int delayTime = 300; // the time (milliseconds) to pause between LEDs - make smaller for quicker 
                       // switching and larger for slower switching

  // Turn each LED on one after another
  // This for loop will repeat 8 times, with 1 added to i each time (i++). The first time i will 
  // equal 0 the final time i will equal 7;
  for(int i = 0; i <= 7; i++){
    digitalWrite(ledPins[i], HIGH);  // Turns on LED #i each time this runs
    delay(delayTime);   
  }    

  // Turn Each LED off one after another
  // This for loop will repeat 8 times, with 1 subtracted from i each time (i--).
  // The first time i will = 7 the final time i will equal 0;   
  for(int i = 7; i >= 0; i--){  
    digitalWrite(ledPins[i], LOW);  // Turns off LED #i each time this runs
    delay(delayTime);
  }                                                                   
}

/* passThrough() - Will light one LED then the next turning off all the others making it look like
 * it is scrolling.
 */
void passThrough(){
  int delayTime = 300; // the time (milliseconds) to pause between LEDs - make smaller for quicker 
                       // switching and larger for slower
                       
  for(int i = 0; i <= 7; i++){
    int offLED = i - 1;  // Calculate which LED was turned on the last pass. For i = 1 to 7 this is
    if(i == 0) {         // i minus 1, however if i = 0 we can't turn off LED -1 (doesn't exist), so
      offLED = 7;        // instead we turn off LED 7, (looping back around)
    }
    
    digitalWrite(ledPins[i], HIGH);     // turn on LED #i
    digitalWrite(ledPins[offLED], LOW); // turn off the LED we turned on last time
    delay(delayTime);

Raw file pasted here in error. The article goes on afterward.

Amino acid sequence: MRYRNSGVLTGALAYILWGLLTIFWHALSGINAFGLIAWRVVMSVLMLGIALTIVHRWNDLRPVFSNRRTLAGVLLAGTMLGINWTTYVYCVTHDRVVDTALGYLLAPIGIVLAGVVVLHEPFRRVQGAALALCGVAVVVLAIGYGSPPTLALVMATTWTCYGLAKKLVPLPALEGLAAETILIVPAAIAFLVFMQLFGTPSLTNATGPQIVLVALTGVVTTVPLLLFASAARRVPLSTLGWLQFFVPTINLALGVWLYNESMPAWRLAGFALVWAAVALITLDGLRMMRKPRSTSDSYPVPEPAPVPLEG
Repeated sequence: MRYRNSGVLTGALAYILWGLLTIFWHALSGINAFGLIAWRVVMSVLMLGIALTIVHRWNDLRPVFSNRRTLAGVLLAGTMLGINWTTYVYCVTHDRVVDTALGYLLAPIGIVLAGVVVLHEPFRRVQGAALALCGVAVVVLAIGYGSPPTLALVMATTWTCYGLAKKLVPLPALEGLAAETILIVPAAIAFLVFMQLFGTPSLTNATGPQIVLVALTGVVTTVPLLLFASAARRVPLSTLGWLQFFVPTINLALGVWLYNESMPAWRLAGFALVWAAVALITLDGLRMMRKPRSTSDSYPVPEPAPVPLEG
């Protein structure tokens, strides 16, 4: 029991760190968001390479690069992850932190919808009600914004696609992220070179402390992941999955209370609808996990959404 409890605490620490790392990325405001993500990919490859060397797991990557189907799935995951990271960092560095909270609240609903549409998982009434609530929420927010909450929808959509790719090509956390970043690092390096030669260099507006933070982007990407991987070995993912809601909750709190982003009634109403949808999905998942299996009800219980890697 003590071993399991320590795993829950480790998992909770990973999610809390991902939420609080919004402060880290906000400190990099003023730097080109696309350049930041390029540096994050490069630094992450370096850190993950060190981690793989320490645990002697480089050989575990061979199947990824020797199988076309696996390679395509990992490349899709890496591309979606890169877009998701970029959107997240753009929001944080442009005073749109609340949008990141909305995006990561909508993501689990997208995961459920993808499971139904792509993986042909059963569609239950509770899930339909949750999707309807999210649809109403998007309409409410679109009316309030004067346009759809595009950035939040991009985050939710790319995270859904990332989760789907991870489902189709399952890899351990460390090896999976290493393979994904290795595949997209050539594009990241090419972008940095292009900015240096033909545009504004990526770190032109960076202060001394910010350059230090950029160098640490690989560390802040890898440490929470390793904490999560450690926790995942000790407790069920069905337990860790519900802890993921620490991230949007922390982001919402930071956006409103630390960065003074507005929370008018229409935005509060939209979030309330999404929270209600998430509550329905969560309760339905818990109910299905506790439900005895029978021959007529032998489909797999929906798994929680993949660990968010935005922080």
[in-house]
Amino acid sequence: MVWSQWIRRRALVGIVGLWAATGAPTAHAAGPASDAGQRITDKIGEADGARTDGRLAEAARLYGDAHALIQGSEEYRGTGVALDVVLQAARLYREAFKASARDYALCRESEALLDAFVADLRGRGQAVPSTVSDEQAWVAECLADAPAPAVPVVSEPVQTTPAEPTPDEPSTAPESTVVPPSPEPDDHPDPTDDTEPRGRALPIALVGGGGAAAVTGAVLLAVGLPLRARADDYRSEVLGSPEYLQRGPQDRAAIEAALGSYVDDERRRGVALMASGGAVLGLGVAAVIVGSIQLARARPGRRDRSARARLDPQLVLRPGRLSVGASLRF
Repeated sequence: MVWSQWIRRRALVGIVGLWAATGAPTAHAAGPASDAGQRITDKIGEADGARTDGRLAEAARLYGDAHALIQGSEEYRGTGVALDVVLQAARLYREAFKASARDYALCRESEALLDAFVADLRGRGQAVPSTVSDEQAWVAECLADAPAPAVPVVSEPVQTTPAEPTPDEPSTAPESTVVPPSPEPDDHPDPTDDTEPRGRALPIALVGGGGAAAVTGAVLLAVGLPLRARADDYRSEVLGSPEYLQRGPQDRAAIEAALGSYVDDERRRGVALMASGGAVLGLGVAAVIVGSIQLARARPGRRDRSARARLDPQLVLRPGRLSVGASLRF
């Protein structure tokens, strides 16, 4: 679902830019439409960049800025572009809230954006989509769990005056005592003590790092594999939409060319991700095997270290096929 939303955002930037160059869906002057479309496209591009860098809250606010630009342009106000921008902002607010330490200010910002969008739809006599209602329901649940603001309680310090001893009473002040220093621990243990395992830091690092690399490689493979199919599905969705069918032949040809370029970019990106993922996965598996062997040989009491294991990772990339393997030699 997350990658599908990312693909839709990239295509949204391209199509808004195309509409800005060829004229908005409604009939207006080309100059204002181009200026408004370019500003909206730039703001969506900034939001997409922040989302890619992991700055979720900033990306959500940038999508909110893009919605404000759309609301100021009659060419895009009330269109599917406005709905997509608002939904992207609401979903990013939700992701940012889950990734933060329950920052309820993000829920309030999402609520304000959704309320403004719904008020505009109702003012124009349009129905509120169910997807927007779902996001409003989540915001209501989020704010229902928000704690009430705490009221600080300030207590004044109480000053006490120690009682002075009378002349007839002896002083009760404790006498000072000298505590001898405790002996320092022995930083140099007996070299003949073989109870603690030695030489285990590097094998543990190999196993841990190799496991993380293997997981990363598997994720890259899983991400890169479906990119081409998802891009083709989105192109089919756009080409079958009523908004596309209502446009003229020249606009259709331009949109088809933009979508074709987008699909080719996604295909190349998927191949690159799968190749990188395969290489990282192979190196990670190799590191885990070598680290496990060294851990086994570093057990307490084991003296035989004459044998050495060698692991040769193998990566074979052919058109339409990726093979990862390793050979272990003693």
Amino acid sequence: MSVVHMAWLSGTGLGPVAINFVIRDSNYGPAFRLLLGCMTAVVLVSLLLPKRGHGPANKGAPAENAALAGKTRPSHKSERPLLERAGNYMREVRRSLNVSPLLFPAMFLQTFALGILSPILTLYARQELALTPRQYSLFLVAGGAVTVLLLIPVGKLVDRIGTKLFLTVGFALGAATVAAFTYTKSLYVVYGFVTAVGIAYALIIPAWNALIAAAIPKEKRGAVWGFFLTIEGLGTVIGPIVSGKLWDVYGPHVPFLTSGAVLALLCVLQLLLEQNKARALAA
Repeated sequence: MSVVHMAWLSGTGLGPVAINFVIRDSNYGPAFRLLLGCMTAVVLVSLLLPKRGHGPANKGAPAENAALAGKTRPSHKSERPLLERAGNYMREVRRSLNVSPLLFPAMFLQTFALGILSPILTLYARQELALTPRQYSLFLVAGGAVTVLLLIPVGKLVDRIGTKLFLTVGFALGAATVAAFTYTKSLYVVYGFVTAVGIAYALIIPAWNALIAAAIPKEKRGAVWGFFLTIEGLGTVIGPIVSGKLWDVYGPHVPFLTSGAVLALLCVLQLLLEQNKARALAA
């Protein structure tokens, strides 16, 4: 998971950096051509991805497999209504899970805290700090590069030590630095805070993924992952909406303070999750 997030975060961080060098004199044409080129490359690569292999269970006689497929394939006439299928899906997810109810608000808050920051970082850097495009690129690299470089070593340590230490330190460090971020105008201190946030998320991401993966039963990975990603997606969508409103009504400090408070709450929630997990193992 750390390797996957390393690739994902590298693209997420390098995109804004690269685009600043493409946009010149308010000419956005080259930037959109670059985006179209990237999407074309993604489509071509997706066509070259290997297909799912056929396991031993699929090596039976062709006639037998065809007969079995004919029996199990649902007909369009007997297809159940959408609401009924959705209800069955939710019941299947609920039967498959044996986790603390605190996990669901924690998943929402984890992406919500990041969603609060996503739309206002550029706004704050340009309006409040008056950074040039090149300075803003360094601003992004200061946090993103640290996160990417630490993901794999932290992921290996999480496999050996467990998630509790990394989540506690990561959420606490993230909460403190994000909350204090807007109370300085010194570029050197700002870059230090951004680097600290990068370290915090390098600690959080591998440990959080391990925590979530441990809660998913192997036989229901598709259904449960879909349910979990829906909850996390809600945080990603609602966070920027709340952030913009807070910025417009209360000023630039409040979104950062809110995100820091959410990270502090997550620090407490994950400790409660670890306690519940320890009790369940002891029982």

}
}

Programming Challenge

Can you create a new function with a different lighting sequence?

Troubleshooting

Code not uploading?

  • Check for errors in Energia debug window. The compiler will tell you what is happening. Errors are in red text.
  • Sometimes your LaunchPad gets stuck or hung up on the previous code. Unplug your LaunchPad and plug it back in to perform a full reset.  This is called a power on reset. Sometimes using the RESET button can work but taking away the power and letting the microcontroller fully reset is often best.
  • If you have a failure to upload it could be your drivers are not properly installed. Energia will sometimes give the error “No unused FET Found” which means it can’t find a LaunchPad connected to your computer. Make sure you download the drivers for your operating system found on the Getting Started Guide.
  • If you had no problem with the previous Blink example, your Energia should be correctly set up. Restart your LaunchPad and restart Energia IDE if you encounter any problems. Make sure to select the right serial port and board type under the Tools menu.

 

LED not lighting up?

  • Make sure you properly uploaded the code and that you properly named your variables for the LED pins. There is very little chance that your LED is broken, but we can verify by blinking a different LED with the same code.
  • Make sure your pins are properly connected, if they are not the LED will not light up properly. The GND pin of the LED (shorter leg) should be connected to the GND pin of the LaunchPad.

 

LED sequence is off?

  • Check your wires are sequential with the LaunchPad pins. The example assumes that the LEDs are connected in order.

 

Still not right? Start from the beginning!

  • It is very easy to make a small mistake that can be hard to spot. With these simple circuits it can make sense to take everything out of the breadboard and try setting it up again.

 

For additional support, try searching the Energia forums on 43oh.com. We believe in you to figure out any problems, now believe in yourself and find the solution!